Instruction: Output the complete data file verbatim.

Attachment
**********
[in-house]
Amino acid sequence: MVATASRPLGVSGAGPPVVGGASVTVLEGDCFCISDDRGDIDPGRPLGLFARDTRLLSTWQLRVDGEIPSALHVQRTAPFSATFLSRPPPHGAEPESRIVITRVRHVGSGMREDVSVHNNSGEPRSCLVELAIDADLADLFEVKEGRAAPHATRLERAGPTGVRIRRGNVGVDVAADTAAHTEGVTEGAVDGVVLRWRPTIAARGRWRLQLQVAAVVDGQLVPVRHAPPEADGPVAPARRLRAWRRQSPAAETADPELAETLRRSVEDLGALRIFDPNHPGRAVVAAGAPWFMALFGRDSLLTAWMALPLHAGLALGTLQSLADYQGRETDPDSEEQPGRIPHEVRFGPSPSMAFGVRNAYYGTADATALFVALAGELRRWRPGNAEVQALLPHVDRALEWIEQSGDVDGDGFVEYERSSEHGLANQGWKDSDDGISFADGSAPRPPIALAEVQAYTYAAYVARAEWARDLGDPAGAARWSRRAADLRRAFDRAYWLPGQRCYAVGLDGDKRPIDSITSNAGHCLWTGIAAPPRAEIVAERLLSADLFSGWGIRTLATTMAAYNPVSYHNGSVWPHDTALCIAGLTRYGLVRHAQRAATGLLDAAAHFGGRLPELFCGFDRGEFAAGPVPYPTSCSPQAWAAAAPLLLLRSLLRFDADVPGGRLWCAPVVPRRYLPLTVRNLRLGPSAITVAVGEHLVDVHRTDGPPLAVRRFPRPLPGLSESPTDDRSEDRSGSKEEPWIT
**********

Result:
[in-house]
Amino acid sequence: MVATASRPLGVSGAGPPVVGGASVTVLEGDCFCISDDRGDIDPGRPLGLFARDTRLLSTWQLRVDGEIPSALHVQRTAPFSATFLSRPPPHGAEPESRIVITRVRHVGSGMREDVSVHNNSGEPRSCLVELAIDADLADLFEVKEGRAAPHATRLERAGPTGVRIRRGNVGVDVAADTAAHTEGVTEGAVDGVVLRWRPTIAARGRWRLQLQVAAVVDGQLVPVRHAPPEADGPVAPARRLRAWRRQSPAAETADPELAETLRRSVEDLGALRIFDPNHPGRAVVAAGAPWFMALFGRDSLLTAWMALPLHAGLALGTLQSLADYQGRETDPDSEEQPGRIPHEVRFGPSPSMAFGVRNAYYGTADATALFVALAGELRRWRPGNAEVQALLPHVDRALEWIEQSGDVDGDGFVEYERSSEHGLANQGWKDSDDGISFADGSAPRPPIALAEVQAYTYAAYVARAEWARDLGDPAGAARWSRRAADLRRAFDRAYWLPGQRCYAVGLDGDKRPIDSITSNAGHCLWTGIAAPPRAEIVAERLLSADLFSGWGIRTLATTMAAYNPVSYHNGSVWPHDTALCIAGLTRYGLVRHAQRAATGLLDAAAHFGGRLPELFCGFDRGEFAAGPVPYPTSCSPQAWAAAAPLLLLRSLLRFDADVPGGRLWCAPVVPRRYLPLTVRNLRLGPSAITVAVGEHLVDVHRTDGPPLAVRRFPRPLPGLSESPTDDRSEDRSGSKEEPWIT